The rise of Afterpay: The bite-sized retail therapy our pandemic-weary populace doesn’t need

Point-of-sale financing companies Afterpay, Splitit and Sezzle have found their moment during the pandemic, as Canadians turn to online shopping for a quick hit of dopamine
(Photo illustration by Justin Poulson)

With full COVID vaccination rates reaching the 63 per cent mark in August, Canadians have a lot to feel good about. But what Pfizer, Moderna and AstraZeneca have afforded us in antibodies we still sorely lack in dopamine. For that, there’s online-shopping enablement courtesy of retail-credit loans from Afterpay, Splitit and Sezzle.

Point-of-sale financing options are by no means a new concept. The first iteration of layaway was conceived during the Great Depression of the 1930s, a similarly awful and unprecedented collective experience. The new kids of retail credit, however, spin the format in ways that uniquely cater to a population that’s bored as hell and homebound. In pre-pandemic days, the buys were bigger and received later. In the case of Afterpay and co., the applicable purchases are priced lower—more tie-dye sweatsuit than fridge—and delivered upon payment of the first installment (usually a quarter of the total). An example: the cost of Clinique’s popular Dramatically Different Moisturizing Lotion, which sells for $39 at Sephora, is broken into $9.75 increments.

While the fine print differs by provider, these options, now available at the checkouts of big-name retailers like Aritzia, Sephora and Wayfair, all offer the acceptance of credit or debit payments, immediate shipping and the relative absence of fees and credit checks (except in rare cases). Consequence arrives not as a terrifying collection agency, but in being locked out of your account until the original charge is settled up and prevented from making further purchases—which, as Afterpay’s internal metrics show, you likely will.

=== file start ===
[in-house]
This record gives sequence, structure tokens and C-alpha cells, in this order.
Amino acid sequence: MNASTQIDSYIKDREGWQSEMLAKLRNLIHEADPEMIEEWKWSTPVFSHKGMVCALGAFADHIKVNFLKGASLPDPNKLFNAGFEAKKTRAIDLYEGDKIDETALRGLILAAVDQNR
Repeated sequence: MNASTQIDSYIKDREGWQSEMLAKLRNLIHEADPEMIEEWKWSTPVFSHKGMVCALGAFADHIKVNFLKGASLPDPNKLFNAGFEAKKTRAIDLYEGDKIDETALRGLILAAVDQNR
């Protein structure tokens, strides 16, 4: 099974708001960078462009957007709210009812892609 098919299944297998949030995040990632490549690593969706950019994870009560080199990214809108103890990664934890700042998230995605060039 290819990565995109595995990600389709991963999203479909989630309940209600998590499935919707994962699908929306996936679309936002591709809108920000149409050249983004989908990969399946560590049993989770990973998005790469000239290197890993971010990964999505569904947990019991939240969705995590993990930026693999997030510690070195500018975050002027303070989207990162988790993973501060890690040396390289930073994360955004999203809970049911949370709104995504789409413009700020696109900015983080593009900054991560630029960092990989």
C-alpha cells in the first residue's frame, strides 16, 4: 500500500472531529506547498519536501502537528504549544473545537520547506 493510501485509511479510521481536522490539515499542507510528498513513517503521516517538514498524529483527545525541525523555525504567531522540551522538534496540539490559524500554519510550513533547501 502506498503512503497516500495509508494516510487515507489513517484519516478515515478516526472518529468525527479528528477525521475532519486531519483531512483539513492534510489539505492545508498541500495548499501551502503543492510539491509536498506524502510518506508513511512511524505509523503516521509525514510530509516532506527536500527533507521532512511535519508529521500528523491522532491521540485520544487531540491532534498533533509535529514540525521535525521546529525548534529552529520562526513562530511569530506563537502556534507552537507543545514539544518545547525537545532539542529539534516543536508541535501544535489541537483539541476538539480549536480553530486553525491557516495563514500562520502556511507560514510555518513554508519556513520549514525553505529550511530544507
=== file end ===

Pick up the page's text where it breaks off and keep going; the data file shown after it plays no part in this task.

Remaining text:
READ: Capitalism’s connection to our ever-worsening mental health 

The quick-hit nature of retail credit lends itself to the treat-yourself moment we’re in: a recent Statistics Canada report clocked a seismic shift in consumer behaviour, with online purchases surging by 99.3 per cent between February and May of 2020—our halcyon sourdough days—and e-commerce sales hitting a record $3.9 billion. If we had to shelter in place, glued to Zoom, why wouldn’t we shop online? Better still, if we couldn’t control a global, debilitating, airborne virus—or, lately, forest fires and myopic billionaires—why wouldn’t we modulate our moods by paying $37 upfront to make our legs smell like sandalwood?

The financial dissociation of point-of-sale splurges isn’t just inevitable, says Jackie Porter, a Mississauga-based certified financial planner—it’s the point. “The escape factor is very much there, especially now that shopping has become an activity, like a nice thing to do,” she says. “A lot of people are struggling with mental health during the pandemic, and the instant gratification is just an easy way to self-soothe; it doesn’t seem to cause any financial harm in the moment.”

Porter notes that with low installments, consumers aren’t primed to stress about how future payments will eventually add up. “There are a few things wrong with that, because it’s like, well, how many more times are you actually doing this?” she cautions. “If you plan ahead to purchase a treat, like clothing or an electronic item, that’s actually in your budget. With retail credit, you might not add it up or factor it into all your other bills—especially if an expense comes out of nowhere in the future and you’ve [already committed] to paying installments for non-essentials.”

Afterpay, with 11 million customers globally, provides an attractive alternative to the revolving trap of typical credit cards and is, consequently, flocked to by millennial and Gen Z cohorts, who tend to skew more debt-averse. A perfect storm of adoption by younger demographics and the long, long tail of psychological fallout brought on by COVID’s necessary isolation signal that the economic anesthetic of installment-based splurges is here to stay. “We think, ‘Maybe this will make us feel better,’ ” says Porter, “even if it’s only for a short time.”

This article appears in print in the October 2021 issue of Maclean’s magazine with the headline, “Moisturize now, pay later.” Subscribe to the monthly print magazine here.